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Café au Lait Day
"I'll have some cafe au lait ... only, um, make mine black."
~ Dick Van Dyke Show (1961-1966)
Confounded by confusing coffee rules and trends? Sneered at by snobby barristas? Well, if you've ever had to wait in line behind a person ordering the following ...
"quad long shot grande in a venti cup half calf double cupped no sleeve salted caramel mocha latte with 2 pumps of vanilla substitute 2 pumps of white chocolate mocha for mocha and substitute 2 pumps of hazelnut for toffee nut half whole milk and half breve with no whipped cream extra hot extra foam extra caramel drizzle extra salt add a scoop of vanilla bean powder with light ice well stirred ..."
when all you wanted was a cup of coffee, maybe a little milk, you have our caffeinated sympathy. Things are a bit confusing to be sure. Traditionally, café au lait is made of brewed coffee and steamed milk with a 1:1 ratio, instead of espresso and milk (also, no foam as in a latté). However, this distinction only exists in the US; in Europe, café au lait is made of espresso instead. And American café au lait is often made using scalded, rather than steamed milk. And in France, a distinction is made in serving style as well, with café au lait served French style in a white porcelain cup or bow, or Italian style in a glass. Confused? Time for a coffee break! ☕☕☕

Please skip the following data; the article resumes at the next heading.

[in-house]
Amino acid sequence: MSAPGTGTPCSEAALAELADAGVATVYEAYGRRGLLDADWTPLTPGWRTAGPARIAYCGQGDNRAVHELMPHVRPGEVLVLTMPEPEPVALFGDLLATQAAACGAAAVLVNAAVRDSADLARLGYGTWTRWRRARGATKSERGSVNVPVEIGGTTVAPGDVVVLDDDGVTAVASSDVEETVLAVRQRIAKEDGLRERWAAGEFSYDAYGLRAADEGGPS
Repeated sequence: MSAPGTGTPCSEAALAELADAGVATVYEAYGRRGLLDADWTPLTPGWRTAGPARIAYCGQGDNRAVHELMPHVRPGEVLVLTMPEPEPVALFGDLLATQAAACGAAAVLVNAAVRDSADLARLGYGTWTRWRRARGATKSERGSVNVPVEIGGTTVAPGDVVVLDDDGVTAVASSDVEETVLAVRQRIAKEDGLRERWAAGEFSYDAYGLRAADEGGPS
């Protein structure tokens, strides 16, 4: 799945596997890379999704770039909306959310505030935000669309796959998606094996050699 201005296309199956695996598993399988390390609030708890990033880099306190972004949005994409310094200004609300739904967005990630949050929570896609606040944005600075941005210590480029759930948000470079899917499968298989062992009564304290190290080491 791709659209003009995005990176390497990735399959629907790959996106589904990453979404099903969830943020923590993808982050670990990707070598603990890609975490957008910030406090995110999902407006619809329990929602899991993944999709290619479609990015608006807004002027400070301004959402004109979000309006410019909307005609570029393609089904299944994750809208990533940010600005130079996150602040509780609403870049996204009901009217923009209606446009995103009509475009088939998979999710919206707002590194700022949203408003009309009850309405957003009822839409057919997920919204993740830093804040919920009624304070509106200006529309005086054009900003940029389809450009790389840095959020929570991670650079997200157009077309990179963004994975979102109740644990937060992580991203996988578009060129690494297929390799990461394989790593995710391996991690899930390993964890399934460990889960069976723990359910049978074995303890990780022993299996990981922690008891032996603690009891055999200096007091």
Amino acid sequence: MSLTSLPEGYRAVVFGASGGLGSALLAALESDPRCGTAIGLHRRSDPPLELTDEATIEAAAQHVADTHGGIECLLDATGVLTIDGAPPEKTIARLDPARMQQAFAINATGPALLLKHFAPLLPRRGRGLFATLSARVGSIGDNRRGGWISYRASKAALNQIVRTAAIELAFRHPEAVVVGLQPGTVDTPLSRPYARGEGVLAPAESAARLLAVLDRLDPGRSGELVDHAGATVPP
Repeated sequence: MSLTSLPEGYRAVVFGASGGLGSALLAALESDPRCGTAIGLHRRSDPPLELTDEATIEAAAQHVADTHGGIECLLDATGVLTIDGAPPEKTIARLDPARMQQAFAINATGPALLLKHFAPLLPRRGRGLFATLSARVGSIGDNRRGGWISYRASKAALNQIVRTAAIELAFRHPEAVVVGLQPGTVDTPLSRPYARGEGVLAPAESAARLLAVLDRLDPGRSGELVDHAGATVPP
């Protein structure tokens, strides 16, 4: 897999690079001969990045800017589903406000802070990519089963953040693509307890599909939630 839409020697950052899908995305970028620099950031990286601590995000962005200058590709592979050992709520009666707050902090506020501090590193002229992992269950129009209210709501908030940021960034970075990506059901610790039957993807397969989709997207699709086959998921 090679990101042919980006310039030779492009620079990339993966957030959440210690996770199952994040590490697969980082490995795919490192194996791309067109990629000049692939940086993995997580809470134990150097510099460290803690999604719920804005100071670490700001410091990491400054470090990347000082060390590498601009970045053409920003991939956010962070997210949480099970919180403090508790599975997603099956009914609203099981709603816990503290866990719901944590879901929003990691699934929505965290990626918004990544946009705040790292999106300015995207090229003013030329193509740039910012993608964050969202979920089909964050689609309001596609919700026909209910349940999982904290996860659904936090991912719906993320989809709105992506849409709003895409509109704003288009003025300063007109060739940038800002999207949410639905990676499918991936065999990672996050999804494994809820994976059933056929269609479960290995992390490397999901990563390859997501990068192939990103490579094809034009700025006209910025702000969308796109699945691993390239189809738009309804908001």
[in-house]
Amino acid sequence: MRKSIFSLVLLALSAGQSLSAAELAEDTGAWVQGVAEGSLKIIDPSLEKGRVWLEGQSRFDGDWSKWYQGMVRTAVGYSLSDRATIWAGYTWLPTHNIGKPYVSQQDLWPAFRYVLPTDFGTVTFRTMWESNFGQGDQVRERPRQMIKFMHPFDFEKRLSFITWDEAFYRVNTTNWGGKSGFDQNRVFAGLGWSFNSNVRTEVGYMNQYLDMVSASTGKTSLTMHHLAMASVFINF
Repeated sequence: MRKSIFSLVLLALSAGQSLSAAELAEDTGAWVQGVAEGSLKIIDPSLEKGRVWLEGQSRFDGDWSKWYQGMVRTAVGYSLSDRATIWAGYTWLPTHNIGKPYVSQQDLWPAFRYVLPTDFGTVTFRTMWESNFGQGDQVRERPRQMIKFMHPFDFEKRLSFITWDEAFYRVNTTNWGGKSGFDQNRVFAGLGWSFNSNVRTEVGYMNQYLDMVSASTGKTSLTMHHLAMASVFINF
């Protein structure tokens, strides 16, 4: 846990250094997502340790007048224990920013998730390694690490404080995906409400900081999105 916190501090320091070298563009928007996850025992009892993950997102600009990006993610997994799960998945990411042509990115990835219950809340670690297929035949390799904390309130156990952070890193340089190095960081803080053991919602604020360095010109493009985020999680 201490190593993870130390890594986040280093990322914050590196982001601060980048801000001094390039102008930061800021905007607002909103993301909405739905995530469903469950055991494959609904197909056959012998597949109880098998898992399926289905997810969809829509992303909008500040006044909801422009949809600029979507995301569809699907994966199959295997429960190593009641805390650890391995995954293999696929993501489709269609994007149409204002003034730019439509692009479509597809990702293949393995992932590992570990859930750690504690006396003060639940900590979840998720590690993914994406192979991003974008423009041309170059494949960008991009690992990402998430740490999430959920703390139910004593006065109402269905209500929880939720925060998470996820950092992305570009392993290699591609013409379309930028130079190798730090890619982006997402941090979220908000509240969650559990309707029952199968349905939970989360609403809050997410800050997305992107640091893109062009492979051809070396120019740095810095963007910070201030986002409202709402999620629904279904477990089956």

By designer Carol A.L. Martin, this tartan are the colours of a morning wake up call.
Supposedly, a French doctor in the 1600s suggested adding milk to coffee to strengthen his patients' constitutions, beginning a tradition with many regional variants:
In Europe, “café au lait” stems from the same continental tradition as “café con leche” in Spain.
In Poland it is referred to as “kawa biała” (“white coffee”).
In Germany it is referred to as “Milchkaffee” (“milk coffee”).
And in the Netherlands it is referred to as “koffie verkeerd” (“incorrect coffee”)!
In the French-speaking areas of Switzerland, a popular variation is the “café renversé” (“reverse coffee”), made by using the milk as a base and adding espresso, in reversal of the normal method of making a “café au lait”.
In the United States, a New Orleans-style café au lait is made with scalded milk, rather than with steamed milk, often with the addition roasted chicory root.